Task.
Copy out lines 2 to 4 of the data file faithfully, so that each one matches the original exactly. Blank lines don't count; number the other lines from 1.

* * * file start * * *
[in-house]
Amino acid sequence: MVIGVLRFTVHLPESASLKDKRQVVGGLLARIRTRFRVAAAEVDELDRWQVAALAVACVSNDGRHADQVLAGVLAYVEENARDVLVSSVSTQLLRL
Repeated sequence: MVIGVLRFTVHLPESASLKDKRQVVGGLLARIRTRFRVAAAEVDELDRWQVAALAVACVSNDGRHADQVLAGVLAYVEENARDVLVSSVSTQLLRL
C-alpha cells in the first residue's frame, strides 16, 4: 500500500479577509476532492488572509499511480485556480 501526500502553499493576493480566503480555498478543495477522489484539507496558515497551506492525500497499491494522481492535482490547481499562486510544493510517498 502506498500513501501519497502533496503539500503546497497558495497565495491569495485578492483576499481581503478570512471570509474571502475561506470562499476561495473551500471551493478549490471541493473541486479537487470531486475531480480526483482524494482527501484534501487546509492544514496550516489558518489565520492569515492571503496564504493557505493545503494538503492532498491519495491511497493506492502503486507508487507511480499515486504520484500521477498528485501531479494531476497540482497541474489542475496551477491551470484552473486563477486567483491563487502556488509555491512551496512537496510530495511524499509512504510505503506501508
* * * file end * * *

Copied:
Amino acid sequence: MVIGVLRFTVHLPESASLKDKRQVVGGLLARIRTRFRVAAAEVDELDRWQVAALAVACVSNDGRHADQVLAGVLAYVEENARDVLVSSVSTQLLRL
Repeated sequence: MVIGVLRFTVHLPESASLKDKRQVVGGLLARIRTRFRVAAAEVDELDRWQVAALAVACVSNDGRHADQVLAGVLAYVEENARDVLVSSVSTQLLRL
C-alpha cells in the first residue's frame, strides 16, 4: 500500500479577509476532492488572509499511480485556480 501526500502553499493576493480566503480555498478543495477522489484539507496558515497551506492525500497499491494522481492535482490547481499562486510544493510517498 502506498500513501501519497502533496503539500503546497497558495497565495491569495485578492483576499481581503478570512471570509474571502475561506470562499476561495473551500471551493478549490471541493473541486479537487470531486475531480480526483482524494482527501484534501487546509492544514496550516489558518489565520492569515492571503496564504493557505493545503494538503492532498491519495491511497493506492502503486507508487507511480499515486504520484500521477498528485501531479494531476497540482497541474489542475496551477491551470484552473486563477486567483491563487502556488509555491512551496512537496510530495511524499509512504510505503506501508